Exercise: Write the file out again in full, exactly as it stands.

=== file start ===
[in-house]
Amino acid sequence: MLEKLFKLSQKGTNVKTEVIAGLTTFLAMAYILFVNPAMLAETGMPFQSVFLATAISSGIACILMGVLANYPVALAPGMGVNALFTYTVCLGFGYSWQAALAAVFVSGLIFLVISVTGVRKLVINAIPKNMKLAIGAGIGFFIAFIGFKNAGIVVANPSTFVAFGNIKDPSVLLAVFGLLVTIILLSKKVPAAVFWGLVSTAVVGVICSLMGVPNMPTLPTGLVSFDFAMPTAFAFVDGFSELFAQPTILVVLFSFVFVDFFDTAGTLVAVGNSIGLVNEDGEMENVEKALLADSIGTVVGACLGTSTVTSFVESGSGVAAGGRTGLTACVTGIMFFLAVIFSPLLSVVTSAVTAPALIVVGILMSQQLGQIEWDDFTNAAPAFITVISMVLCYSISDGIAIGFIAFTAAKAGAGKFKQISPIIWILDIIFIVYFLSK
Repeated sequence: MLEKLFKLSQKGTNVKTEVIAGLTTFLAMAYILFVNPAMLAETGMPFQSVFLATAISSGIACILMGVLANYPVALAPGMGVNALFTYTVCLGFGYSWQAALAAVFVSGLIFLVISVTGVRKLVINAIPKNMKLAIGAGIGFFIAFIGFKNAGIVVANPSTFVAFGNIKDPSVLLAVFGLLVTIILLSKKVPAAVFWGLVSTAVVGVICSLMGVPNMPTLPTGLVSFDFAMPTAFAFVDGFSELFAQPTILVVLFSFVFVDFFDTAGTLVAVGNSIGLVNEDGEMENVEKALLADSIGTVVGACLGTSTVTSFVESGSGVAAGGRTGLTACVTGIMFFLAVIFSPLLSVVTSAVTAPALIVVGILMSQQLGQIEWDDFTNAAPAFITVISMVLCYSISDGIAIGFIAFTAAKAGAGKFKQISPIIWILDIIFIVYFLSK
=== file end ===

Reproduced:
[in-house]
Amino acid sequence: MLEKLFKLSQKGTNVKTEVIAGLTTFLAMAYILFVNPAMLAETGMPFQSVFLATAISSGIACILMGVLANYPVALAPGMGVNALFTYTVCLGFGYSWQAALAAVFVSGLIFLVISVTGVRKLVINAIPKNMKLAIGAGIGFFIAFIGFKNAGIVVANPSTFVAFGNIKDPSVLLAVFGLLVTIILLSKKVPAAVFWGLVSTAVVGVICSLMGVPNMPTLPTGLVSFDFAMPTAFAFVDGFSELFAQPTILVVLFSFVFVDFFDTAGTLVAVGNSIGLVNEDGEMENVEKALLADSIGTVVGACLGTSTVTSFVESGSGVAAGGRTGLTACVTGIMFFLAVIFSPLLSVVTSAVTAPALIVVGILMSQQLGQIEWDDFTNAAPAFITVISMVLCYSISDGIAIGFIAFTAAKAGAGKFKQISPIIWILDIIFIVYFLSK
Repeated sequence: MLEKLFKLSQKGTNVKTEVIAGLTTFLAMAYILFVNPAMLAETGMPFQSVFLATAISSGIACILMGVLANYPVALAPGMGVNALFTYTVCLGFGYSWQAALAAVFVSGLIFLVISVTGVRKLVINAIPKNMKLAIGAGIGFFIAFIGFKNAGIVVANPSTFVAFGNIKDPSVLLAVFGLLVTIILLSKKVPAAVFWGLVSTAVVGVICSLMGVPNMPTLPTGLVSFDFAMPTAFAFVDGFSELFAQPTILVVLFSFVFVDFFDTAGTLVAVGNSIGLVNEDGEMENVEKALLADSIGTVVGACLGTSTVTSFVESGSGVAAGGRTGLTACVTGIMFFLAVIFSPLLSVVTSAVTAPALIVVGILMSQQLGQIEWDDFTNAAPAFITVISMVLCYSISDGIAIGFIAFTAAKAGAGKFKQISPIIWILDIIFIVYFLSK